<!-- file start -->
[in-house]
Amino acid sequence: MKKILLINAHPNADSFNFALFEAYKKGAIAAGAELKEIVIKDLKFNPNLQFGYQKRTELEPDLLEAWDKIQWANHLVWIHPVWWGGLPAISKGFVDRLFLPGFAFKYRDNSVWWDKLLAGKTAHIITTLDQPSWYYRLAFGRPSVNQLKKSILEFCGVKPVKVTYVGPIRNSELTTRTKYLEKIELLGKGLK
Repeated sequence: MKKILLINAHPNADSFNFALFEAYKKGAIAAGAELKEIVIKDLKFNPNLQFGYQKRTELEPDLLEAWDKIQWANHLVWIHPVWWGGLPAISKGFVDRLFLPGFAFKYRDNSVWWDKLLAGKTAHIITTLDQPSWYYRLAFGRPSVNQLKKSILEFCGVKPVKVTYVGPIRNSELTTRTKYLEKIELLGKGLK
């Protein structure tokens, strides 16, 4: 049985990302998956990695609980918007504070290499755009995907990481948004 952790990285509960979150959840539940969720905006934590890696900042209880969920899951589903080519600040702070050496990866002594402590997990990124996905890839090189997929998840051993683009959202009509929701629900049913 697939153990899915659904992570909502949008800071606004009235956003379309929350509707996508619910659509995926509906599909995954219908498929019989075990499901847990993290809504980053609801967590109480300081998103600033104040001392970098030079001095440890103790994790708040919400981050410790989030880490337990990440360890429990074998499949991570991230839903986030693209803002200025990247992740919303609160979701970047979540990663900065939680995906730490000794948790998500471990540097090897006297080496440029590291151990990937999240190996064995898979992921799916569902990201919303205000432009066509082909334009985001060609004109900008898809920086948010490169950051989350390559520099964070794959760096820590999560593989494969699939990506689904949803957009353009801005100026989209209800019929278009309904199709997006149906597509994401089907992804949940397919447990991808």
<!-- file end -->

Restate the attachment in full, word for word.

[in-house]
Amino acid sequence: MKKILLINAHPNADSFNFALFEAYKKGAIAAGAELKEIVIKDLKFNPNLQFGYQKRTELEPDLLEAWDKIQWANHLVWIHPVWWGGLPAISKGFVDRLFLPGFAFKYRDNSVWWDKLLAGKTAHIITTLDQPSWYYRLAFGRPSVNQLKKSILEFCGVKPVKVTYVGPIRNSELTTRTKYLEKIELLGKGLK
Repeated sequence: MKKILLINAHPNADSFNFALFEAYKKGAIAAGAELKEIVIKDLKFNPNLQFGYQKRTELEPDLLEAWDKIQWANHLVWIHPVWWGGLPAISKGFVDRLFLPGFAFKYRDNSVWWDKLLAGKTAHIITTLDQPSWYYRLAFGRPSVNQLKKSILEFCGVKPVKVTYVGPIRNSELTTRTKYLEKIELLGKGLK
């Protein structure tokens, strides 16, 4: 049985990302998956990695609980918007504070290499755009995907990481948004 952790990285509960979150959840539940969720905006934590890696900042209880969920899951589903080519600040702070050496990866002594402590997990990124996905890839090189997929998840051993683009959202009509929701629900049913 697939153990899915659904992570909502949008800071606004009235956003379309929350509707996508619910659509995926509906599909995954219908498929019989075990499901847990993290809504980053609801967590109480300081998103600033104040001392970098030079001095440890103790994790708040919400981050410790989030880490337990990440360890429990074998499949991570991230839903986030693209803002200025990247992740919303609160979701970047979540990663900065939680995906730490000794948790998500471990540097090897006297080496440029590291151990990937999240190996064995898979992921799916569902990201919303205000432009066509082909334009985001060609004109900008898809920086948010490169950051989350390559520099964070794959760096820590999560593989494969699939990506689904949803957009353009801005100026989209209800019929278009309904199709997006149906597509994401089907992804949940397919447990991808």